Will I need to pay tax?
If you are going to be living and working in the UK you will usually have to pay tax in some form. There are different types of tax related to earnings. Your tax liability depends on many factors, most notably your legal status as a UK citizen or the visa used to enter the UK.
Types of payable tax in the UK:
Income Tax will be applied to your earnings, including wages, interest from savings and investments, and rent from any property you own. You will also have to pay income tax on pensions and on certain benefits in kind such as corporate motor vehicles or company paid accommodation.
This is a tax on any profit from an asset which you have sold or given away. For example, if you sell a house which was not your main home, you would have to pay Capital Gains Tax on the profit that you make.
If you buy property for ₤125,000 or more, you have to pay Stamp Duty Land Tax, which can range from one to seven percent of the value of your property. If you buy shares, you may also have to pay a type of Stamp Duty.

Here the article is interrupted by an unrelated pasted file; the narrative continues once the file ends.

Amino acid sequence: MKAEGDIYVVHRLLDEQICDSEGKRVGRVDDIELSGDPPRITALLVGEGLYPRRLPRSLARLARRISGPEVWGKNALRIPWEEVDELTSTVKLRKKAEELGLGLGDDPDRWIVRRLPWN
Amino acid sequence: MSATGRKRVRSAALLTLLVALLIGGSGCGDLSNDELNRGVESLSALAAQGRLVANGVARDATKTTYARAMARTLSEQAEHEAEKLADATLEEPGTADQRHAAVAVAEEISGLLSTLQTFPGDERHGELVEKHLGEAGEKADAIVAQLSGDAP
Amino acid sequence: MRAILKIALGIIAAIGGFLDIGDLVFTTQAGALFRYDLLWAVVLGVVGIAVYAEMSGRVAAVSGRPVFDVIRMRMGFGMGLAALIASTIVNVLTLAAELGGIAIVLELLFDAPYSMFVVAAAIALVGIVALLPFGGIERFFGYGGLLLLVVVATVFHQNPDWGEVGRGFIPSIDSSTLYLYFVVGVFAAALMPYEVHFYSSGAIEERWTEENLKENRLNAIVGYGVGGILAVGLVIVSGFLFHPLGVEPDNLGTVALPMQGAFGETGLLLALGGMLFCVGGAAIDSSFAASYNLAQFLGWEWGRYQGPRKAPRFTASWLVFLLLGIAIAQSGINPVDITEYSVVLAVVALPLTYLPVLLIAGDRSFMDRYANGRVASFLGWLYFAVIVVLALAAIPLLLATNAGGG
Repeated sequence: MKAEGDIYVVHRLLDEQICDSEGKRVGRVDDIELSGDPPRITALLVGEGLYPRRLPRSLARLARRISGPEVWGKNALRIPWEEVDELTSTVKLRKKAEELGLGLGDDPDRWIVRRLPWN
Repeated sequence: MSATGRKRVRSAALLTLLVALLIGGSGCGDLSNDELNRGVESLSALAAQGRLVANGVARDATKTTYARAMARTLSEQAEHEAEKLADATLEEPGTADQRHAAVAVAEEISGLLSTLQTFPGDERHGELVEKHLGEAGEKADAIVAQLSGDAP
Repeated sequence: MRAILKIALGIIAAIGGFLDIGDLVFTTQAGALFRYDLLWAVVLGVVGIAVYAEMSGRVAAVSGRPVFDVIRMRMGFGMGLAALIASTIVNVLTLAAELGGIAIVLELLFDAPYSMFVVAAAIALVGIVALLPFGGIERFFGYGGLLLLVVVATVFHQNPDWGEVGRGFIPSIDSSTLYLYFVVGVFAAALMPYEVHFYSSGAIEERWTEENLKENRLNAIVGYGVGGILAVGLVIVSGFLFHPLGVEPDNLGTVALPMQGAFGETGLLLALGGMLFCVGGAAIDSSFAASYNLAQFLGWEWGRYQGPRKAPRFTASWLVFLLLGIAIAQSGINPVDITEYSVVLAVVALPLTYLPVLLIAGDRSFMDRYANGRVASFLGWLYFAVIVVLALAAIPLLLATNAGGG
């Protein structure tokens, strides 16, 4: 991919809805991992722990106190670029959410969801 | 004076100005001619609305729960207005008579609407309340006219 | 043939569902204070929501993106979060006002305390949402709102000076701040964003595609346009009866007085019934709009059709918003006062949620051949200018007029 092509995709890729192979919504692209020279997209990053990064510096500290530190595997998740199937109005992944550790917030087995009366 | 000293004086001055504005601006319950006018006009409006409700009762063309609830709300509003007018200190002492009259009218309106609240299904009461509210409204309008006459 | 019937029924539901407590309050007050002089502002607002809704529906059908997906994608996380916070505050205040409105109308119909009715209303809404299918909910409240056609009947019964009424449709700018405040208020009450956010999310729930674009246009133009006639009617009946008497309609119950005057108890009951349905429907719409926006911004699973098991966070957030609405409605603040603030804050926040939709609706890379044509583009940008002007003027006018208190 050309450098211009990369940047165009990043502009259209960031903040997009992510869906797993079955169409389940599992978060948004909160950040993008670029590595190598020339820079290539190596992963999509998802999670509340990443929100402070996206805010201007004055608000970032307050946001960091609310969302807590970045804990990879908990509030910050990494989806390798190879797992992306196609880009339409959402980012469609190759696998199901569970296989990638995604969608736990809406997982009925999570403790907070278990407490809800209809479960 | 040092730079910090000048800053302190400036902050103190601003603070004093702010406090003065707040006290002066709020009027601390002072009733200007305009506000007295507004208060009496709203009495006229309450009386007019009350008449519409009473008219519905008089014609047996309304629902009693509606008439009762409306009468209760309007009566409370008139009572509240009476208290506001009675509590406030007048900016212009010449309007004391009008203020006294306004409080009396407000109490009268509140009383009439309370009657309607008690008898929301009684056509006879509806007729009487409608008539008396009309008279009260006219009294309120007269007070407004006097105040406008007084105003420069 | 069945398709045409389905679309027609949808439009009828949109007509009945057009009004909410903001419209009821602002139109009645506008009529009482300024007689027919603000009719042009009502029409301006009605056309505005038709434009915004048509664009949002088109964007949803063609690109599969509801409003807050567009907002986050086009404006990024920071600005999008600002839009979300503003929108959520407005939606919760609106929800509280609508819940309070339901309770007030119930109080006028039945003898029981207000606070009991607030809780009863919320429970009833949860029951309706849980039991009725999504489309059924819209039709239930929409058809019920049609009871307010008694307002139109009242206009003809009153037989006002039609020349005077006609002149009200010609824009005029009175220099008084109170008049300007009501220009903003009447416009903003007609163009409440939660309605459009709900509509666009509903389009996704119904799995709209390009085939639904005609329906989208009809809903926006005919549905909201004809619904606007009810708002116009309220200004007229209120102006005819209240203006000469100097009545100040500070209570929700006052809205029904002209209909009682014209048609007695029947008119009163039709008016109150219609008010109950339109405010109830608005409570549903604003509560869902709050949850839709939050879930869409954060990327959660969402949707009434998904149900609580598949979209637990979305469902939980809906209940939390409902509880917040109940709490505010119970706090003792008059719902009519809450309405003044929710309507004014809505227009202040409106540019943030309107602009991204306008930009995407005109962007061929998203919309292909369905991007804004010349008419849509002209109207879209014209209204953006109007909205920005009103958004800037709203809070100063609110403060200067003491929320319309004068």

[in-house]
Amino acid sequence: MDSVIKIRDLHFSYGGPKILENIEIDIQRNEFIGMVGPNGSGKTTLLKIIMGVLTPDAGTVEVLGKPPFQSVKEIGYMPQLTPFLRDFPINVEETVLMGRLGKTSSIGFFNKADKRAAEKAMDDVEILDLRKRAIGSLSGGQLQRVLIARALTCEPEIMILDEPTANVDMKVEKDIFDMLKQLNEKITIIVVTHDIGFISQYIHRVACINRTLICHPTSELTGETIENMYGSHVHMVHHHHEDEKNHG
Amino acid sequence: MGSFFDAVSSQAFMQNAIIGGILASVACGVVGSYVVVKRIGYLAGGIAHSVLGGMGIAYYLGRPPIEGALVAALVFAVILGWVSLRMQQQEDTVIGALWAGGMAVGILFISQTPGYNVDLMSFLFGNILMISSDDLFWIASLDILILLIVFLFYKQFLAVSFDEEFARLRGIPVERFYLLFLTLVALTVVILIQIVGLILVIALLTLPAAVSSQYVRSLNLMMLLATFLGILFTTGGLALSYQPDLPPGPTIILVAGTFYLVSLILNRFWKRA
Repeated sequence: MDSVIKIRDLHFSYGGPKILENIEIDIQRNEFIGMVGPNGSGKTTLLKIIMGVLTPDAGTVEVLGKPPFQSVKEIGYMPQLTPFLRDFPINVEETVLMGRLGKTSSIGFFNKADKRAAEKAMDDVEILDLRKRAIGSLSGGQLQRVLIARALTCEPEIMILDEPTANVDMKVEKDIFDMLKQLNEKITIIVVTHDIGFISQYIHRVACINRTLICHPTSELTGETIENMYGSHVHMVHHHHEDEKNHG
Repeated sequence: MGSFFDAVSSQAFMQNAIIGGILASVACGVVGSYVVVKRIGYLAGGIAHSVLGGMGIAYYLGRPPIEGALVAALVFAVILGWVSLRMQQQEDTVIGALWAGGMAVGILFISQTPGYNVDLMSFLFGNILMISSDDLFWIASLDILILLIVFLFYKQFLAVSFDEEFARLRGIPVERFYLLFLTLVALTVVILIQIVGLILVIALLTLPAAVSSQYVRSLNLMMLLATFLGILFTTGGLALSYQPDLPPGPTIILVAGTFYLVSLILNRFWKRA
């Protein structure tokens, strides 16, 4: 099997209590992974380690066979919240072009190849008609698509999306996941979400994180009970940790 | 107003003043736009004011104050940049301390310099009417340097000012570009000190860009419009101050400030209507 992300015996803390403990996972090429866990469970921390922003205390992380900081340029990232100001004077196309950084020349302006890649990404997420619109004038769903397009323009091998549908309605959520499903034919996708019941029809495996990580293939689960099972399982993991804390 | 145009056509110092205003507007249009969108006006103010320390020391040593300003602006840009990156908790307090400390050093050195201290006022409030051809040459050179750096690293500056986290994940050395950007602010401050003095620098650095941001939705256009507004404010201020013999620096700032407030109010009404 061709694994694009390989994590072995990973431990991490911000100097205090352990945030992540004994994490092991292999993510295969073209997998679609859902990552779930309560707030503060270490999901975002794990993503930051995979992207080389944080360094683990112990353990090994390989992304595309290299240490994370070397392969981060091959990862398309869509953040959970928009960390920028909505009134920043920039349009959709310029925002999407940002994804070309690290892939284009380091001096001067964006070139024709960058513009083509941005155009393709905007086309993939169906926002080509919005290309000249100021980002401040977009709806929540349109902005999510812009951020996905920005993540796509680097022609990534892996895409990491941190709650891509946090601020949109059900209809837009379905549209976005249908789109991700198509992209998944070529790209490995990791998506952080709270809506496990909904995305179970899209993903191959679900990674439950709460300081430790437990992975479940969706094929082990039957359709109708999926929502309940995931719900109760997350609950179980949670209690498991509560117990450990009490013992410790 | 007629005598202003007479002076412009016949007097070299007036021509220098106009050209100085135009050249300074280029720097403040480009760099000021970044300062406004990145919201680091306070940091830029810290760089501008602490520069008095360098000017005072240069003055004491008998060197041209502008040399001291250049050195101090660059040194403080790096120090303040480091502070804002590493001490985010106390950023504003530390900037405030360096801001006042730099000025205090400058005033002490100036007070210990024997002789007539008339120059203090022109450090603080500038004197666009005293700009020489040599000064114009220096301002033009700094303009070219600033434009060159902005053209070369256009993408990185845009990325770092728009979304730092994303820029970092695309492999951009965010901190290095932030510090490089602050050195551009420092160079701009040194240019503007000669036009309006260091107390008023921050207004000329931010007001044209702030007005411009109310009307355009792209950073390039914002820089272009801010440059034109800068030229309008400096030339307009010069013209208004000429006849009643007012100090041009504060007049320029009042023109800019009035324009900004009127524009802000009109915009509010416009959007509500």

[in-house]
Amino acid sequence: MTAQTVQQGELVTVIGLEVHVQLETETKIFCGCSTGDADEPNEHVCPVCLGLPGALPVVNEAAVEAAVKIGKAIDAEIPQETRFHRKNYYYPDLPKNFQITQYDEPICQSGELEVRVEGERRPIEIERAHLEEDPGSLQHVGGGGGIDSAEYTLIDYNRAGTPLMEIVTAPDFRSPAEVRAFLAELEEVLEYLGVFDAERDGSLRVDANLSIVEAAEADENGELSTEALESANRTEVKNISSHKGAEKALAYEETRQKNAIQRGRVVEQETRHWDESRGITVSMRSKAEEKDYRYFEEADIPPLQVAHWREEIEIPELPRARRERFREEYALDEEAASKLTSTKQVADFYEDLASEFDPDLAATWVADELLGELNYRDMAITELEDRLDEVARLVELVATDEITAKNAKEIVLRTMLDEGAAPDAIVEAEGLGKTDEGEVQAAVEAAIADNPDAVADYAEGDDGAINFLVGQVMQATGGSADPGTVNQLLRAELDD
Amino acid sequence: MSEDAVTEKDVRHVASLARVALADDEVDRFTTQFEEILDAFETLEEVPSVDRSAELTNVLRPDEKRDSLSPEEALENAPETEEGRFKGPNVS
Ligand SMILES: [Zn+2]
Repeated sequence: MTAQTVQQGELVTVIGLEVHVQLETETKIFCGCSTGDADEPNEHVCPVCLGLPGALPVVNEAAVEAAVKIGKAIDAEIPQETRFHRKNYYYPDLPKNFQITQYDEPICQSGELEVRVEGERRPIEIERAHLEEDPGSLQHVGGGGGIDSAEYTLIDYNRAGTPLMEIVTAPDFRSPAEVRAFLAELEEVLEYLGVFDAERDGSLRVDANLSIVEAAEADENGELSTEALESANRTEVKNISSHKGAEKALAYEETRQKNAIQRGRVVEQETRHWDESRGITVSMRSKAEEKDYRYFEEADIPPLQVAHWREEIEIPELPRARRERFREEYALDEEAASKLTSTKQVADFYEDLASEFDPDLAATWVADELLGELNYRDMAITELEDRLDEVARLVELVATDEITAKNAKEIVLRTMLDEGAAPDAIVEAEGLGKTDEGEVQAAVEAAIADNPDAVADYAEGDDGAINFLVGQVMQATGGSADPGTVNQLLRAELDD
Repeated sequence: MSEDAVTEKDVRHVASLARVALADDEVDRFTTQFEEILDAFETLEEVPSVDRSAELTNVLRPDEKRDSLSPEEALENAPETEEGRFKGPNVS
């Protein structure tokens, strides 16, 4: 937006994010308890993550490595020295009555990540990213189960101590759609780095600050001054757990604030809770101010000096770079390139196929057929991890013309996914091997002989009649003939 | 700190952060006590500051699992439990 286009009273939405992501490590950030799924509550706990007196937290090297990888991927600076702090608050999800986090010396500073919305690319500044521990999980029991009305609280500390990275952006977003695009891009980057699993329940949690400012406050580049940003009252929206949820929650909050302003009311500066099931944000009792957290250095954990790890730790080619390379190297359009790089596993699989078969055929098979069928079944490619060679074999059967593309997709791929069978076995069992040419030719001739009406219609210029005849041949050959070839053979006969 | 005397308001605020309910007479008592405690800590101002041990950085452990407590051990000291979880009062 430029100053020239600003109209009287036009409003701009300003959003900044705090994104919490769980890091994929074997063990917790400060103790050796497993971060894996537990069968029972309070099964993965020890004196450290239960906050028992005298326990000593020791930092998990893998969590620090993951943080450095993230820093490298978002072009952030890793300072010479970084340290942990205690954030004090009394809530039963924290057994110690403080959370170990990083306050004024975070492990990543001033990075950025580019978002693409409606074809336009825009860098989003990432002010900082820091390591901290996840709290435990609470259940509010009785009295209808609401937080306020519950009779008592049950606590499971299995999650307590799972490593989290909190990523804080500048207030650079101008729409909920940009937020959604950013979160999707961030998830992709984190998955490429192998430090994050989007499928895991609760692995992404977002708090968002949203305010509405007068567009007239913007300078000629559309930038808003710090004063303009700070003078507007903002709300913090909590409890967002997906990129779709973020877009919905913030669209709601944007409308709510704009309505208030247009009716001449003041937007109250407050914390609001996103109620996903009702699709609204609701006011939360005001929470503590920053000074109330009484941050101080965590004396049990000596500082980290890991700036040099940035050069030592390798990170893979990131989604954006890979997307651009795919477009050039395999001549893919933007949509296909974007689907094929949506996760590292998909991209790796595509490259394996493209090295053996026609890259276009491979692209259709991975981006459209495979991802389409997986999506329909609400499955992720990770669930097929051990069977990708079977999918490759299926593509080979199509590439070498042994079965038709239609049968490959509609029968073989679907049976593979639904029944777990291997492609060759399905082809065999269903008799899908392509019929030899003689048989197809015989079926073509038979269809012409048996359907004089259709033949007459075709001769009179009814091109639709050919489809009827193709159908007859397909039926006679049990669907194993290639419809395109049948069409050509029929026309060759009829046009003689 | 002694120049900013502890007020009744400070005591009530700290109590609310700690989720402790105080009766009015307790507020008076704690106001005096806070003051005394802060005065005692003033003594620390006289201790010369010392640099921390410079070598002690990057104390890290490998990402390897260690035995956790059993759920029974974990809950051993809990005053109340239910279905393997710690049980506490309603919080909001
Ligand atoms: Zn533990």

There are other types of taxes payable in the UK which are not related to earnings, such as inheritance tax and taxes on goods and services.
What if I am paid from my home country?
If you have income which is from a foreign country and is taxed in that country, you may be entitled to an exemption from paying tax in the UK. Certain countries have a double taxation agreement to avoid being taxed twice.
Some double tax agreements also allow teachers, professors and in some cases researchers, to come to the UK for a period of 2 years or less and be exempt from UK tax on their earnings from their teaching or research post.
As the terms of double taxation agreements can vary widely, you are advised to refer to the text of the relevant agreement in HMRC’s Double Taxation Relief Manual.
Do I pay tax on a grant or fellowship?
Paying tax on grants or fellowships is dependent upon two main factors:
- The double taxation agreement between the country of payment and the UK.
- Your status as a student or a post-doctoral researcher.
Post-doctoral researchers are usually employed by the research institution or self-employed, meaning that you will be subject to income tax.
However, double taxation agreements could exempt both post-doctoral and student researchers. You are advised to refer to this HMRC’s Double Taxation Relief Manual for further information.